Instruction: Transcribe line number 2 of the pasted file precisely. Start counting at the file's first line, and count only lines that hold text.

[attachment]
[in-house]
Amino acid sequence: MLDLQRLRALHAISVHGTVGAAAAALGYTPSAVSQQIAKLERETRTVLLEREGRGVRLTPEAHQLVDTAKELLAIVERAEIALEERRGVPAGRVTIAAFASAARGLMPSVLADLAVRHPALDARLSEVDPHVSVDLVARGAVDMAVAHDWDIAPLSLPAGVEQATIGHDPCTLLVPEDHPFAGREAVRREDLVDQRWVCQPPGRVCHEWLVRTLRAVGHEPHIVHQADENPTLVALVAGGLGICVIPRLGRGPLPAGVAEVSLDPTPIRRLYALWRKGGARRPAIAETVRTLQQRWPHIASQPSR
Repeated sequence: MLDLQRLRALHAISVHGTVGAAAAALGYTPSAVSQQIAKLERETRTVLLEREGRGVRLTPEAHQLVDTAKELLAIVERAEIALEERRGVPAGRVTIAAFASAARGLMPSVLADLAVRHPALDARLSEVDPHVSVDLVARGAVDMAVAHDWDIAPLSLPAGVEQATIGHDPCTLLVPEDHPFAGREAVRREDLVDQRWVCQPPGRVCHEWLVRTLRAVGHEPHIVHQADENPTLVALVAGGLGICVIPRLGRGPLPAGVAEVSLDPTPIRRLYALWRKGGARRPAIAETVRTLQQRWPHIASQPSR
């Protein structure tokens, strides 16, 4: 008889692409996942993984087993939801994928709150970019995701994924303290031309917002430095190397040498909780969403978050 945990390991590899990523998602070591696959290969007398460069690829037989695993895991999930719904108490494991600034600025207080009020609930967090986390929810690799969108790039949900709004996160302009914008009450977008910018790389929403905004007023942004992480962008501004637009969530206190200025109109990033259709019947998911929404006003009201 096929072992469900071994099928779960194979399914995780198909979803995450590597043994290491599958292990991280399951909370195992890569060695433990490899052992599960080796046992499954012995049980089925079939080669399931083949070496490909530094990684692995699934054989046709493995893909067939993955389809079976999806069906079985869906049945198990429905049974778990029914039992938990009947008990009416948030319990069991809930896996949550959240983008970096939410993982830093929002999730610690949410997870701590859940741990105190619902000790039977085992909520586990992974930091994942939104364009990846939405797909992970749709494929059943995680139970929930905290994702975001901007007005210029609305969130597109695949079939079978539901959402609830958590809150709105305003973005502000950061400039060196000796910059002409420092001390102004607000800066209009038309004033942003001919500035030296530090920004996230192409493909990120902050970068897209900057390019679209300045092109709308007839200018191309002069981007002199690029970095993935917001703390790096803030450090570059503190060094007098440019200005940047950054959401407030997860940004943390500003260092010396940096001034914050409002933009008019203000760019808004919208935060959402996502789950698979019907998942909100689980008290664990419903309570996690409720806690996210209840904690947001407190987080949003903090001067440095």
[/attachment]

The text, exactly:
Amino acid sequence: MLDLQRLRALHAISVHGTVGAAAAALGYTPSAVSQQIAKLERETRTVLLEREGRGVRLTPEAHQLVDTAKELLAIVERAEIALEERRGVPAGRVTIAAFASAARGLMPSVLADLAVRHPALDARLSEVDPHVSVDLVARGAVDMAVAHDWDIAPLSLPAGVEQATIGHDPCTLLVPEDHPFAGREAVRREDLVDQRWVCQPPGRVCHEWLVRTLRAVGHEPHIVHQADENPTLVALVAGGLGICVIPRLGRGPLPAGVAEVSLDPTPIRRLYALWRKGGARRPAIAETVRTLQQRWPHIASQPSR